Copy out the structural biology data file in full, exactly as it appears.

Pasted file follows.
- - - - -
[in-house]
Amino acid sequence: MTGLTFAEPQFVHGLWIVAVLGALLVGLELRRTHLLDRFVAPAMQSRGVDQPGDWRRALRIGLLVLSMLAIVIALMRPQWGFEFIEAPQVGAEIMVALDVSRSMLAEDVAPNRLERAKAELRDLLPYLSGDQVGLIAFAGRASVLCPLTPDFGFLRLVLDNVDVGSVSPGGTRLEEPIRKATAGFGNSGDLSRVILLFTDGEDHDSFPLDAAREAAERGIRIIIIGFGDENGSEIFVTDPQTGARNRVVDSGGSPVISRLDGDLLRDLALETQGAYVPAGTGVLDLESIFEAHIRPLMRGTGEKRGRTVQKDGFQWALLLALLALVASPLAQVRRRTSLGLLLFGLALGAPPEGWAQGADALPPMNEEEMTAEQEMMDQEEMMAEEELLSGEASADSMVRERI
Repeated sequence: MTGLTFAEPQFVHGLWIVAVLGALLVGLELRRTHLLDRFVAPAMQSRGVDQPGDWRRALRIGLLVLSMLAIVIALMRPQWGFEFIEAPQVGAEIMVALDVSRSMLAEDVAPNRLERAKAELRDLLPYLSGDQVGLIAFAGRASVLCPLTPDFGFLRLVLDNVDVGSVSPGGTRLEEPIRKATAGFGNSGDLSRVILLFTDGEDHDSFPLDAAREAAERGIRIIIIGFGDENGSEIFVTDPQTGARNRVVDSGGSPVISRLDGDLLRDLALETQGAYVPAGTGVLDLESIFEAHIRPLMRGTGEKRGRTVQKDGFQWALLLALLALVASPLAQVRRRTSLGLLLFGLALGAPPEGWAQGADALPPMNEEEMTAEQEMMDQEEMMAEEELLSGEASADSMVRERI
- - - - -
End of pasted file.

[in-house]
Amino acid sequence: MTGLTFAEPQFVHGLWIVAVLGALLVGLELRRTHLLDRFVAPAMQSRGVDQPGDWRRALRIGLLVLSMLAIVIALMRPQWGFEFIEAPQVGAEIMVALDVSRSMLAEDVAPNRLERAKAELRDLLPYLSGDQVGLIAFAGRASVLCPLTPDFGFLRLVLDNVDVGSVSPGGTRLEEPIRKATAGFGNSGDLSRVILLFTDGEDHDSFPLDAAREAAERGIRIIIIGFGDENGSEIFVTDPQTGARNRVVDSGGSPVISRLDGDLLRDLALETQGAYVPAGTGVLDLESIFEAHIRPLMRGTGEKRGRTVQKDGFQWALLLALLALVASPLAQVRRRTSLGLLLFGLALGAPPEGWAQGADALPPMNEEEMTAEQEMMDQEEMMAEEELLSGEASADSMVRERI
Repeated sequence: MTGLTFAEPQFVHGLWIVAVLGALLVGLELRRTHLLDRFVAPAMQSRGVDQPGDWRRALRIGLLVLSMLAIVIALMRPQWGFEFIEAPQVGAEIMVALDVSRSMLAEDVAPNRLERAKAELRDLLPYLSGDQVGLIAFAGRASVLCPLTPDFGFLRLVLDNVDVGSVSPGGTRLEEPIRKATAGFGNSGDLSRVILLFTDGEDHDSFPLDAAREAAERGIRIIIIGFGDENGSEIFVTDPQTGARNRVVDSGGSPVISRLDGDLLRDLALETQGAYVPAGTGVLDLESIFEAHIRPLMRGTGEKRGRTVQKDGFQWALLLALLALVASPLAQVRRRTSLGLLLFGLALGAPPEGWAQGADALPPMNEEEMTAEQEMMDQEEMMAEEELLSGEASADSMVRERI